Spoiler Alert! You are probably going to hate me for this one. And it may be best if your kids don’t read it over your shoulder.
In my house, I don’t do Santa. Never have. Okay we have Santa hats and stuff but we don’t pretend he is real. None of those “have you been naughty or nice”, “let’s send a letter to the North Pole”, “how about leaving cookies out for Santa” bits and pieces. My kids get Xmas presents – and I’m being deliberate about the Xmas rather than the Christmas part because we are not Christian – and we do a tree and all those other bits steeped in commercialism. We do it because it’s fun and its holidays and show me a kid who doesn’t like to get presents. I love a good party (possibly more than the next person) and Xmas is an excuse for one, but I do draw the line at Santa. My kids are clear about who is buying the presents and that the whole thing is done for fun. They know it’s a massive treat. They know who to say thank you to after they open their presents.
Why no Santa? Some of my friends have asked in horror. What harm does it do? You are taking all the magic out of it! That’s just some of what I get. I’m not slagging those who do Santa, that’s their thing. But to some it seems a horror that my children have never believed in Santa – so here you go, you can judge my reasons if you want.
First up: I don’t have that Santa feeling. We didn’t do Christmas when I was growing up so I don’t have that sentimental feeling about reliving Christmas as an adult. But I do remember the Christmas / New Year period as being massively festive times. We would go to the big department store in town and take photos with Father Christmas. We’d gawp at the all the decorations and the street lights that had been put up. We had an aunt who always gave us presents, parents who gifted their Christian colleagues and it was all just really good fun. There was a time, I think I was around six, when my dad hid a gift in our fireplace (a little toy oven that baked real biscuits) on Christmas morning. He pretended Santa had left it for me. I remember clearly how exciting the idea of Santa was and how great it was to get a present. I also remember hoping that my dad had given it to me. He isn’t one for many words and to get a present from him for no real reason would have been far more special than getting something from a random bearded guy in a red suit who supposedly watched over me being good and bad for a whole year. That bit just sounded scary. Long story. But for me – the Christmas time of year has never been linked very strongly to Santa. It’s a fun time, not Santa time. He is not that big a deal to me.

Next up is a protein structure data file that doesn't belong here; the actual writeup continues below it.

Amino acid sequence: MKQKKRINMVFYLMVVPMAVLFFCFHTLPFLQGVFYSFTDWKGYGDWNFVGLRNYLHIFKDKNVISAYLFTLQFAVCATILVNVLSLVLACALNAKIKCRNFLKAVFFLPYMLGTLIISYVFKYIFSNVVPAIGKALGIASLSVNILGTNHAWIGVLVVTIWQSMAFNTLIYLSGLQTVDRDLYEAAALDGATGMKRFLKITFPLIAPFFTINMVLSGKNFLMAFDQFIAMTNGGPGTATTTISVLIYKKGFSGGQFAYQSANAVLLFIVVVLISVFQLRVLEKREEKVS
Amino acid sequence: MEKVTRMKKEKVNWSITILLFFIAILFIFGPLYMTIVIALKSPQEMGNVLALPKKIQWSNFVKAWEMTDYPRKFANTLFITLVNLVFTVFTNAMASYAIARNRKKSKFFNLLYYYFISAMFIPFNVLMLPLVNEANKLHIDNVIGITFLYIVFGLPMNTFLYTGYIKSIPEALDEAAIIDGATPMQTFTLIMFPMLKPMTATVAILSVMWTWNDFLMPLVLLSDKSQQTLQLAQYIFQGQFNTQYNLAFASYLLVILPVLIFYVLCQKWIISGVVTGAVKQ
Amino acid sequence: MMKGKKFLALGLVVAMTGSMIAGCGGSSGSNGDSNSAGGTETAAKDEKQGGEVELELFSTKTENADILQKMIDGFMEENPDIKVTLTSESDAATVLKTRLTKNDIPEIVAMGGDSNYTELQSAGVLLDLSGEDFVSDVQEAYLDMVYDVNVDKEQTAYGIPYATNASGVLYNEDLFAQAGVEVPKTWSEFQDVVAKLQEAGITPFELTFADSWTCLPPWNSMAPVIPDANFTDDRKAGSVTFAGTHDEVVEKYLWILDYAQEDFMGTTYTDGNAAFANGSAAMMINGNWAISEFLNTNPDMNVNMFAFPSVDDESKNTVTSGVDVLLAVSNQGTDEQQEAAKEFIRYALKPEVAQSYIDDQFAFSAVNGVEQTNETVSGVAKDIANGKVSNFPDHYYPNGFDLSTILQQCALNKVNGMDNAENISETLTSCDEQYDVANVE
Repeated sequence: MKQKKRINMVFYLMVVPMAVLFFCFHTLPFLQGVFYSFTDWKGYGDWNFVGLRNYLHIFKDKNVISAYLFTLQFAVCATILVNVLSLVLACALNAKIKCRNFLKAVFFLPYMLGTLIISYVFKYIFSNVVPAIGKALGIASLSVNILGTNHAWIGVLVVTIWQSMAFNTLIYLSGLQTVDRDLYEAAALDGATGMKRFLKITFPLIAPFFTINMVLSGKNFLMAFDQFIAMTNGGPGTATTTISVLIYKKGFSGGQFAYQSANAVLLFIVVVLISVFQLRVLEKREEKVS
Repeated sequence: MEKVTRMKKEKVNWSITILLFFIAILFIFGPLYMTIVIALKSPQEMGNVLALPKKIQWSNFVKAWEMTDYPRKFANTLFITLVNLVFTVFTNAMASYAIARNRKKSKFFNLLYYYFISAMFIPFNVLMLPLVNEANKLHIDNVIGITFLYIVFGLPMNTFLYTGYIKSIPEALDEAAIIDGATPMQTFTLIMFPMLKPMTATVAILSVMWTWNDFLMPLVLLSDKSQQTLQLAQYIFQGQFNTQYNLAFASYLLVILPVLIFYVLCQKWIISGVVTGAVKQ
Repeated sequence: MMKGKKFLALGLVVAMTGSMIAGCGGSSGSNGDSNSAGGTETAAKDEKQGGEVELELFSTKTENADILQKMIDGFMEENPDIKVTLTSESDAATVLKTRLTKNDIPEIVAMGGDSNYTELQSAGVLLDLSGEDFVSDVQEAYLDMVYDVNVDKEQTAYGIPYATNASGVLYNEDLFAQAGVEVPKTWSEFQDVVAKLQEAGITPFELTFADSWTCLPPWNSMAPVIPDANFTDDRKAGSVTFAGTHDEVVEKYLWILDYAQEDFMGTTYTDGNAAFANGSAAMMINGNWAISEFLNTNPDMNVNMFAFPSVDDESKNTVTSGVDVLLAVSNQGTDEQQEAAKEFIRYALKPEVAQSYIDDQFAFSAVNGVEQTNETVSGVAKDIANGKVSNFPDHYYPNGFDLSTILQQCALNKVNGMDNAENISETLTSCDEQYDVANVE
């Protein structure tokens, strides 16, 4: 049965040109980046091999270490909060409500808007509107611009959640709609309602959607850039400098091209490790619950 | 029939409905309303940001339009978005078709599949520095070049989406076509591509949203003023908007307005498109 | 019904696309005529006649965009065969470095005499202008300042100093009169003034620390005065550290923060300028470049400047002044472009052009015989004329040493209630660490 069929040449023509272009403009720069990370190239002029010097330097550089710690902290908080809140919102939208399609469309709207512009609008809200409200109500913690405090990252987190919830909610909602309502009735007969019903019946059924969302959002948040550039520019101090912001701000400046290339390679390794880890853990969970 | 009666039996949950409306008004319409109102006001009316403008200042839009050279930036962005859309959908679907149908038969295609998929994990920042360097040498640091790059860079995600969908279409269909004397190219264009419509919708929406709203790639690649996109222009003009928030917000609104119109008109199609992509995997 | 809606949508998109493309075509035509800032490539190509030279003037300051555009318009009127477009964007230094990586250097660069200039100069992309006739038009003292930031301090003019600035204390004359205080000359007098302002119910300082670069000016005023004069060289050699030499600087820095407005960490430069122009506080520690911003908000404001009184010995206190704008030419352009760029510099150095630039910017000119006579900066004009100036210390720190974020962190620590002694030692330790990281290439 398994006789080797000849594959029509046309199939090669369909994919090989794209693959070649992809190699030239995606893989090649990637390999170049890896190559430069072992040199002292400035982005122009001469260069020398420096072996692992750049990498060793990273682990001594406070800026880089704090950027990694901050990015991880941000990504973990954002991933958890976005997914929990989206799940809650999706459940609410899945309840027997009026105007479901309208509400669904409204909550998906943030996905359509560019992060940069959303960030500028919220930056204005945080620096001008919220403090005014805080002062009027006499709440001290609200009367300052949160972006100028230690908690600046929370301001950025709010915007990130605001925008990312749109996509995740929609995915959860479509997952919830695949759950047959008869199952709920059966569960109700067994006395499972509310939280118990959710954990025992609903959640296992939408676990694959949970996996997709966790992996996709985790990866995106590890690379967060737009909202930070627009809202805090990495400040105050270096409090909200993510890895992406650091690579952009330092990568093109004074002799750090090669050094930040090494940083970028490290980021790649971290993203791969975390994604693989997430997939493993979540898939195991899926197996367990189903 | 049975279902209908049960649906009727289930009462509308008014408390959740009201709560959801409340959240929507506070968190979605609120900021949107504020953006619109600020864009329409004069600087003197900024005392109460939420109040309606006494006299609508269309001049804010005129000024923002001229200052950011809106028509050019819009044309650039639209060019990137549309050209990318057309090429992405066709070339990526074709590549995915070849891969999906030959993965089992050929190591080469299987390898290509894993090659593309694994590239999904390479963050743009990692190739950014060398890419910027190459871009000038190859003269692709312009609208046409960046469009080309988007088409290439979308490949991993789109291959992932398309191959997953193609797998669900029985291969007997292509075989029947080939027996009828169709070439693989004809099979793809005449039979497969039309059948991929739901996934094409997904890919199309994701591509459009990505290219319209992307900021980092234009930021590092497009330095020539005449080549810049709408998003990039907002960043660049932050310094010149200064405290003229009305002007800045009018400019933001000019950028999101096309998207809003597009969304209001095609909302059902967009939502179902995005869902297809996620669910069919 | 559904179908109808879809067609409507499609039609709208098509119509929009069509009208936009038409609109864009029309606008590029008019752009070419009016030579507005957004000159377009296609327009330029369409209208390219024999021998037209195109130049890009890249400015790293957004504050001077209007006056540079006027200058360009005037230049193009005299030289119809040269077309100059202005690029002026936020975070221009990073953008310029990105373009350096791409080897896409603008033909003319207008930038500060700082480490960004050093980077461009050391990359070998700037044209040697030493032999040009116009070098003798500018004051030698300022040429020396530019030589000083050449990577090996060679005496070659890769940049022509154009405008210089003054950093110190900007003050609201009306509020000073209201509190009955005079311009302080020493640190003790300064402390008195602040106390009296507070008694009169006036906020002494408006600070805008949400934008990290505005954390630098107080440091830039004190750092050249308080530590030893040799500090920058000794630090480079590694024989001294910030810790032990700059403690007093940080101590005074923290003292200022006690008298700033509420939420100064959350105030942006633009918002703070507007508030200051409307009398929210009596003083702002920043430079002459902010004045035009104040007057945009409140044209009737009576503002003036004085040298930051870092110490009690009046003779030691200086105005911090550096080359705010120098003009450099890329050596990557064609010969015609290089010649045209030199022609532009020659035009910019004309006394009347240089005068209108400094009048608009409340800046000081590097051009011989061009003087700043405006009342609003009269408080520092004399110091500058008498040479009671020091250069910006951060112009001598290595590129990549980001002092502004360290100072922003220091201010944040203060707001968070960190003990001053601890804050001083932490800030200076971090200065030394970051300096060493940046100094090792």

Second, I think Xmas is as exciting without Santa. My husband did a little bit of Santa with the big kids so I saw how much they enjoyed it. But when the first of the boys came along I was the one that called time on Santa. There were practical reasons. The big kids had by then already found out the disappointing truth and that meant five of us had to keep the Santa thing going for one little kid. There was bound to be a leak. I see now how the boys’ count down the days in the same way as their older siblings did, they dream about presents in the same way, they can’t go to sleep in the same way. Oh, but what about the magic and the fantasy they are missing out on? I hear that, but Santa is a magic and a fantasy that is only going to end in one way – disappointment and a bit of disillusion. I want mine to find magic and fantasy in other places, where they can create and sustain it for themselves. Boring maybe, but books are the places where I would like them to find fantasy and magic, not with some overweight bearded guy in a Coca Cola suit.
And then you can just call me lazy. I don’t have the stamina for big, long term lies to my kids. Keeping Santa alive takes a lot of lies over a long time. Sounds awful but it’s true. There are lies I have to tell my children, after all who can be totally honest with their children all the time? (No, we can’t go to Butterfly World today, they are nearly closed or We don’t have any chocolate in the house). Keeping Santa alive takes long term consistent lies and I knew I would cave sooner rather than later. Why start what I couldn’t keep up?
But here’s the heart of it. I want my kids to believe me on the big things I tell them. Santa is a big deal to kids. I want them to know that on the big things I will always tell them the truth, even if it’s unpopular and they (and me!) get into trouble for it. My kids know that Santa is not real. They know most of their friends believe in Santa. They also know they should keep it to themselves. Sometimes they slip though and so my friends know to keep their kids away from mine when they start talking Santa. But mostly I hope that along the way my kids are learning that it’s alright not to believe the same thing as everyone else. I hope they are learning to respect what others believe even if it’s not the same as what they have been told. Tall orders. But I’m starting small with Santa.
Hope you all have fantastic, festive, happy holidays with or without Santa – whatever it takes to rock your sleigh I say!
Love & presents
PS, couldn’t resist adding in this bit from the Cape Times today. Makes me feel better! And yes, in case you were wondering: No tooth fairy (I still do cash and the youngest one LOVES checking out his stash of teeth that I keep. Weirdos both of us). Also no easter bunny (plenty plenty Lindt bunnies for that job).